The truth about extended warranties, and what to do instead

Published June 13, 2016   Posted in How to Think

Buy a car, a cell phone or virtually anything expensive, and we usually don’t walk out the door without first being hit up for an extended service plan, or warranty. These warranties are sold as a way to “protect our investments”, but do they really work?

Pinterest: You don't need an extended warrantyThe truth is these extended warranties often do nothing more than serve as a healthy source of commission for your salesperson. Darn near 50% of the cost of warranties are kept by the retailer. The margins are sky high, more or less extra profit for very little risk shouldered by the business.

And think about it – a business exists to make money. By very definition, these extended warranties help the business far more than they help the consumer. They are a product, just like whatever we just bought, and no business offers consumers a product at a loss. For the large majority of us, extended warranties are bad investments, and corporations are well aware of that fact.

The reason is simple – the majority of us never use the coverage that we paid for, as Consumer Reports wrote, calling warranties an “expensive gamble”.

A recent Consumer Reports survey found that 55 percent of owners who purchased an extended warranty hadn’t used it for repairs during the lifetime of the policy, even though the median price paid for the coverage was just over $1,200. And, on average, those who did use it spent hundreds more for the coverage than they saved in repair costs.

Extended warrantiesFor a warranty to be worth it, three things must occur:

  1. Something needs to happen (a failure, broken equipment, etc) that is covered
    1. Warranties have very specific coverage events and stipulations
    2. Warranties have dates where coverage is appropriate
  2. We need to actually use the warranty that we paid for during the repairs
  3. The cost of the repairs needs to exceed the price that we paid for the warranty

The fact is that warranties are big business. Case in point – I made the mistake of buying a brand new Cadillac CTS back in 2010. Several years ago, my manufacturer warranty expired, and to this day, I still get phone calls from third party companies attempting to sell me on a warranty. Nearly four years later, businesses remain steadfastly interested in “protecting my investment” for a hefty fee that they know I probably will never use.

According to Warranty Week, Americans spent nearly $15 billion on automotive warranties in 2013. In the same year, another $7 billion was spent on computer-related warranties and over $5 billion for coverage on electronics. In total, Americans shelled out almost $38 billion for extended warranties and service plans. When I say big business, I really do mean big business.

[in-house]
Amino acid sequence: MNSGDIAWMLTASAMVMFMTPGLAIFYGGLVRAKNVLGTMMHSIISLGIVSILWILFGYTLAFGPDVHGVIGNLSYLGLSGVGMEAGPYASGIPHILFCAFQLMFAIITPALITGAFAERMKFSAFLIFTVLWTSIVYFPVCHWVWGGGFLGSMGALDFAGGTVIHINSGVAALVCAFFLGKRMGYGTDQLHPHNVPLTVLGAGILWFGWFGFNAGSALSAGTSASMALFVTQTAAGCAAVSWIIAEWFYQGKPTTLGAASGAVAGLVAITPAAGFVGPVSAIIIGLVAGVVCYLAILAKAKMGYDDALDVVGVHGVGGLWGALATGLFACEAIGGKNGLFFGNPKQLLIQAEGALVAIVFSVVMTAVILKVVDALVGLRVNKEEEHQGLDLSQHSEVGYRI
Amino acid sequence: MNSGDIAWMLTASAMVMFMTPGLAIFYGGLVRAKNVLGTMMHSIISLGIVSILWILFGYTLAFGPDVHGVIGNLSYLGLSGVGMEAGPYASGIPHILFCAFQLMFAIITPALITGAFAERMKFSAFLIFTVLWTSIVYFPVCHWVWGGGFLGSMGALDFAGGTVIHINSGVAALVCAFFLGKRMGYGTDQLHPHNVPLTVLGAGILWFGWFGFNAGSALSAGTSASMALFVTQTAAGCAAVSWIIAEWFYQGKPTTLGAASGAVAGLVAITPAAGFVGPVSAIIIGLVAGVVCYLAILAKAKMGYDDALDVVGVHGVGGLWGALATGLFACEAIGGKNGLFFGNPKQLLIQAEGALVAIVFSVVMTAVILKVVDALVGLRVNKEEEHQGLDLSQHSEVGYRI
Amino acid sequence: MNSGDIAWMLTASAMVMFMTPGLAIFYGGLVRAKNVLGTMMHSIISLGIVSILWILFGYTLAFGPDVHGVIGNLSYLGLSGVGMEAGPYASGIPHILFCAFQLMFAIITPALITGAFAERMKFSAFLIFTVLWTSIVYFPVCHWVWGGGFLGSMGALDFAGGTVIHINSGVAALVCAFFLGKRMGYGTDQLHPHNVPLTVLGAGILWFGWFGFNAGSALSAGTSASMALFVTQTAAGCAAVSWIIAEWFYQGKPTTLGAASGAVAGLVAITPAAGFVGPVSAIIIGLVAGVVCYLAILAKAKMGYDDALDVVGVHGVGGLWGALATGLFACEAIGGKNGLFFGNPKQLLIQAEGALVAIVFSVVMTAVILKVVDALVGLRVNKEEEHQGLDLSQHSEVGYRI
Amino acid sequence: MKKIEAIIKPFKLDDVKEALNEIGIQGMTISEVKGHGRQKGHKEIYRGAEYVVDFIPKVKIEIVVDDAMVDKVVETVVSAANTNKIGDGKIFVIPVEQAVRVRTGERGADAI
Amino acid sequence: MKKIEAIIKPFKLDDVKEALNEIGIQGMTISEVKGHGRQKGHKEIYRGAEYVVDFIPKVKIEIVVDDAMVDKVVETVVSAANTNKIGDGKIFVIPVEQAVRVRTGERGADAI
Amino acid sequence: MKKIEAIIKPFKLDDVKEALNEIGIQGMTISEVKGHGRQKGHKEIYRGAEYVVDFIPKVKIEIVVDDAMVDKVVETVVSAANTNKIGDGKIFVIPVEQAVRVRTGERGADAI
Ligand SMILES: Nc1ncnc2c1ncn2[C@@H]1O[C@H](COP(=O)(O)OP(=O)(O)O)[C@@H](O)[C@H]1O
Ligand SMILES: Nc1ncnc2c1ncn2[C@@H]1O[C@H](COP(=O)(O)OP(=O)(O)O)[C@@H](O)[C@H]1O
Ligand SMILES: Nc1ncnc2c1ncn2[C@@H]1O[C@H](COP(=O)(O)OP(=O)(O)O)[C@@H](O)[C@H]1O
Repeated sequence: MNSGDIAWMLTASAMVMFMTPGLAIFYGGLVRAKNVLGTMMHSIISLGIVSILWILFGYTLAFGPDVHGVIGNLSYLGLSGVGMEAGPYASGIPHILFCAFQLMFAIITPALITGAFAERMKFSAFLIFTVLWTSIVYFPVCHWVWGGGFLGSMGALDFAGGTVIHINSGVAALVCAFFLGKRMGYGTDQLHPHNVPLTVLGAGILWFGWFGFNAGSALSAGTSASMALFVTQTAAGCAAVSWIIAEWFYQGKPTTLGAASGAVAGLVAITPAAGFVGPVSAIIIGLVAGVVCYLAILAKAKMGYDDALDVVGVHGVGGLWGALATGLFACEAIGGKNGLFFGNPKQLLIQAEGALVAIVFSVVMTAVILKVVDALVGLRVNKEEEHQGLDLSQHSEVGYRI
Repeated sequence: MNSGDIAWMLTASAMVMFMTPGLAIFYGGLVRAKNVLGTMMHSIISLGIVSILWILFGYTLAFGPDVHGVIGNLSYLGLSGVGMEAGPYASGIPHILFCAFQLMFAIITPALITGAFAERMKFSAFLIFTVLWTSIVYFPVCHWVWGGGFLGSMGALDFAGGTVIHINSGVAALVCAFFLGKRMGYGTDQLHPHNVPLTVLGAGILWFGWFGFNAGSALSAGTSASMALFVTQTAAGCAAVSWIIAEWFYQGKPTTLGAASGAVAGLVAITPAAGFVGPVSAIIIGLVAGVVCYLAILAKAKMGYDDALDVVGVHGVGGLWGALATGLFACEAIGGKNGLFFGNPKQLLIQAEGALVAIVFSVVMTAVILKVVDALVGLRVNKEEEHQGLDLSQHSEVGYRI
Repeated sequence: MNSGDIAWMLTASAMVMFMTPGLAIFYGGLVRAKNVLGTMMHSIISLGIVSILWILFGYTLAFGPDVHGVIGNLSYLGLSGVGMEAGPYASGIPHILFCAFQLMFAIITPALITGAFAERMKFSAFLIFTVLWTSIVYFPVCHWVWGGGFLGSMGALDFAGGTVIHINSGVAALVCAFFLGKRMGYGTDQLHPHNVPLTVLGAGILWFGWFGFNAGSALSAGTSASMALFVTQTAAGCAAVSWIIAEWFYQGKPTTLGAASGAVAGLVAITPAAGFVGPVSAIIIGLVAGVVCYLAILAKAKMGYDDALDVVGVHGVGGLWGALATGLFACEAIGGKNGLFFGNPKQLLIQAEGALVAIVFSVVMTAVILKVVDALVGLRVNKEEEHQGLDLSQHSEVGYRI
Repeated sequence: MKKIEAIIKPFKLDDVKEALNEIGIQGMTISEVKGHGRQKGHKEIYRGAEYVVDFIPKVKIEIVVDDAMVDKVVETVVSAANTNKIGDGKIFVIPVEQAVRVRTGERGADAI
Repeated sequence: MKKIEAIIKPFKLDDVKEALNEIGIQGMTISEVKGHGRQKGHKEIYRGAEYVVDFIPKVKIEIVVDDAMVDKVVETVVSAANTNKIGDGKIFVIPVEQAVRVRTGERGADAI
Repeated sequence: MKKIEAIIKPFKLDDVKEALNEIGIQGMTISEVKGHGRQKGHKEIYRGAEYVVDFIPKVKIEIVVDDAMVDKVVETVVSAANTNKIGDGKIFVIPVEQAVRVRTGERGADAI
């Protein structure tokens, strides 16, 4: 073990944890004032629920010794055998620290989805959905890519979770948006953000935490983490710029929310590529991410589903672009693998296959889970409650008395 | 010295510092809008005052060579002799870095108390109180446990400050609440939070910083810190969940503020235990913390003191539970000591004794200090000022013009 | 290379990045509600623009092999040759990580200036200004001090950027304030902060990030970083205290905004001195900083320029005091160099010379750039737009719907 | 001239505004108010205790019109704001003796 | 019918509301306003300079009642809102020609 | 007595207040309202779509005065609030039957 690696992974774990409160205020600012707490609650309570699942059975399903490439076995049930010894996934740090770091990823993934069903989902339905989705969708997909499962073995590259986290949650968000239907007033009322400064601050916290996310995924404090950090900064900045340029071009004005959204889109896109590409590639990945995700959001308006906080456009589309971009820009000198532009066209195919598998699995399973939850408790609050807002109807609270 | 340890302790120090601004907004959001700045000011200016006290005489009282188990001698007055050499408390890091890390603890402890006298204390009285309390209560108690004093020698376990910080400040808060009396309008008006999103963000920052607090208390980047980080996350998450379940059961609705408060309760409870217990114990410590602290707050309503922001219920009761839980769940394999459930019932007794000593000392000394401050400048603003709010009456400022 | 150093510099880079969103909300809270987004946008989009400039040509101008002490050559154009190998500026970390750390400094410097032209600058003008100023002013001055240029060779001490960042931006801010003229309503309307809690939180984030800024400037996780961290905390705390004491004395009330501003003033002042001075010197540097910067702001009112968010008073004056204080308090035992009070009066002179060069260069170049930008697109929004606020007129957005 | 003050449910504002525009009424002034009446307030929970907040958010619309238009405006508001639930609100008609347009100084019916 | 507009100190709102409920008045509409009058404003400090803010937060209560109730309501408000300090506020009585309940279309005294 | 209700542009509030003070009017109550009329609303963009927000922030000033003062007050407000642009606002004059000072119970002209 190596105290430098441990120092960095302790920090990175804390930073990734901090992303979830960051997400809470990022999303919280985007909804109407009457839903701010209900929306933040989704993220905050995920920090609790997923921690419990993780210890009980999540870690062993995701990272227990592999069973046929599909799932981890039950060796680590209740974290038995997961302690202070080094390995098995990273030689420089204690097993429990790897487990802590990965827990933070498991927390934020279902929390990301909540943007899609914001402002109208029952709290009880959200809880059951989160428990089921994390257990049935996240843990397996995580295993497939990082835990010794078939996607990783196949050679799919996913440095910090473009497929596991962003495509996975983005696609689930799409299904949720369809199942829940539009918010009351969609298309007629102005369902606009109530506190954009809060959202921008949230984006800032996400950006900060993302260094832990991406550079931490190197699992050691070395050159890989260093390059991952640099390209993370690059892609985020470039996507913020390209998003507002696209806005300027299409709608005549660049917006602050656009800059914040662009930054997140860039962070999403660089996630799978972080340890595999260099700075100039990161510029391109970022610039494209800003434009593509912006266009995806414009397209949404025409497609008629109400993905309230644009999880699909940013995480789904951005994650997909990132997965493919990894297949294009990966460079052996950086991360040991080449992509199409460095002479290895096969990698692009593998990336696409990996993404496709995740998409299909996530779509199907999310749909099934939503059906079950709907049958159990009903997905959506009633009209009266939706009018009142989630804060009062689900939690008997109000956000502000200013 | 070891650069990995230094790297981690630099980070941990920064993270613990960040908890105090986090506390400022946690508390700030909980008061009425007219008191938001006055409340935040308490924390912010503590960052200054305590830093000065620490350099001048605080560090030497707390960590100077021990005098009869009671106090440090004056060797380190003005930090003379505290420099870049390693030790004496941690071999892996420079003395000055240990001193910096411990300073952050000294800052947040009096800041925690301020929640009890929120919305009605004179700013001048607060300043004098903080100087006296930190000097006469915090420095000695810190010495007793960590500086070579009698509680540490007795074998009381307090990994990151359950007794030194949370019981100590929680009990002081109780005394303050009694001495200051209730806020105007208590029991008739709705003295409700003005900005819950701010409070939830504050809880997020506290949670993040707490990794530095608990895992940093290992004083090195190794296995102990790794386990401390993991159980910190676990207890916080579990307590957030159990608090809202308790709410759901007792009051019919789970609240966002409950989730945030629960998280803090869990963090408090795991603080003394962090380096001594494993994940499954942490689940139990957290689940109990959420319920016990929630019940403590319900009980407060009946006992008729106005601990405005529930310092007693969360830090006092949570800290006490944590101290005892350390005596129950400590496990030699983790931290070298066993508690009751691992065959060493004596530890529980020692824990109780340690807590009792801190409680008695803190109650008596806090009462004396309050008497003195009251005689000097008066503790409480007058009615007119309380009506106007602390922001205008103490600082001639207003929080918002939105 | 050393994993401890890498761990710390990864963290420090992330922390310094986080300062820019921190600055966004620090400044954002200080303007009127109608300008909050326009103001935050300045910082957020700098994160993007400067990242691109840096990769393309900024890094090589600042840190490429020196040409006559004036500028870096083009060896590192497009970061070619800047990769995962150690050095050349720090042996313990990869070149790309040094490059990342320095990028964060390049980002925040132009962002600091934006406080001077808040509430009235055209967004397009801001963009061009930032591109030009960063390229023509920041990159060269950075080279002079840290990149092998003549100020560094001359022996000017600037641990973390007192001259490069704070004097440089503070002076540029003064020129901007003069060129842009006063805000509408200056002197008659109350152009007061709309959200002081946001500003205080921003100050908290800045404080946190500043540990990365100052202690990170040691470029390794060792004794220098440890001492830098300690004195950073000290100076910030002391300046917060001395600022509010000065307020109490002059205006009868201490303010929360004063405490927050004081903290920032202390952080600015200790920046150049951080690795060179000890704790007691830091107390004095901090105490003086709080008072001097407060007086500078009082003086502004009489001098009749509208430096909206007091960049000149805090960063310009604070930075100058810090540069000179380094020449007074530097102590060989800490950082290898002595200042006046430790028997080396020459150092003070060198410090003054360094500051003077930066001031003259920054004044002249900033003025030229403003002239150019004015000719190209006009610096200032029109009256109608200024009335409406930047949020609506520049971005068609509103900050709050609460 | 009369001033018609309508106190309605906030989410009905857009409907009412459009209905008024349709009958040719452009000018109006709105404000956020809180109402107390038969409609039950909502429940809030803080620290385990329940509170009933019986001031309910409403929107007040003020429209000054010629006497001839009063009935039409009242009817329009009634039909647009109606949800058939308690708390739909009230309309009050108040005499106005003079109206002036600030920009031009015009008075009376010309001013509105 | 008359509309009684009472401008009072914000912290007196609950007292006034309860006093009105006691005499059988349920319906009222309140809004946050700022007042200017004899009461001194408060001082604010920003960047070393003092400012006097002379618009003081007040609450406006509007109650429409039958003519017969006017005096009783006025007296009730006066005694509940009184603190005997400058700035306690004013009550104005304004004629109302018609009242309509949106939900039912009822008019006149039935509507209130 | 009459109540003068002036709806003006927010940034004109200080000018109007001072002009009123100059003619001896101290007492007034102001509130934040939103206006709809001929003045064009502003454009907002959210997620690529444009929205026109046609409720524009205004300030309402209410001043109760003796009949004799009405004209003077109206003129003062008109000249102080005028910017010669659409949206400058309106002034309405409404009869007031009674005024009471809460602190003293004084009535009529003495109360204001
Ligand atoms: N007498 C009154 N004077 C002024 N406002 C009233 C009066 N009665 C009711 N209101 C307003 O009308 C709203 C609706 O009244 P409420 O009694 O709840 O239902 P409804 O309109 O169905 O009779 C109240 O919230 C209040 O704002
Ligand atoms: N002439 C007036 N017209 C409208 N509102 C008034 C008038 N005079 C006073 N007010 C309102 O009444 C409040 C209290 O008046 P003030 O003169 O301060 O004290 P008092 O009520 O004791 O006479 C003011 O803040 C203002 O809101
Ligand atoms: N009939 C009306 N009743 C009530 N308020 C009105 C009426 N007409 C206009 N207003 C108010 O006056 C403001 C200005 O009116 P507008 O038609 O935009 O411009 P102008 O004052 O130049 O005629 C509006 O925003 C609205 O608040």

A quick word about exceptions – Naturally, there are times when extended warranties do come in handy. A Google search will reveal instances where warranties do indeed save consumers money. I get it, it happens. Hell, a Harvard Business Review post attacks the Consumer Reports survey by citing intangible benefits of warranties, like the peace of mind we may get by the warranty’s protection. The author also provides a story about when his laptop suddenly stopped working shortly after purchase, making the repair costs nil.

But the data on this subject makes the author’s argument entirely unconvincing on the whole.

On average, the majority of us will demonstrably lose money on this proposition nearly every time, which accounts for why most businesses hard-sell warranties and extended service plans. They understand that most of us simply won’t use them. After all, there’s a reason why companies pay call centers to sell consumers on warranties, even well after the purchase. For the business, on average, it’s a bet against the consumer that they usually win.

But what about those times when things do go wrong and we wished that we bought an extended warranty? How do we hedge our bets against these kinds of expenses, but minimize spending money on something that we probably will never use? After all, things do happen. Stuff breaks.

If we don’t shell out for extended warranties, what do we do then?

A better approach for extended warranties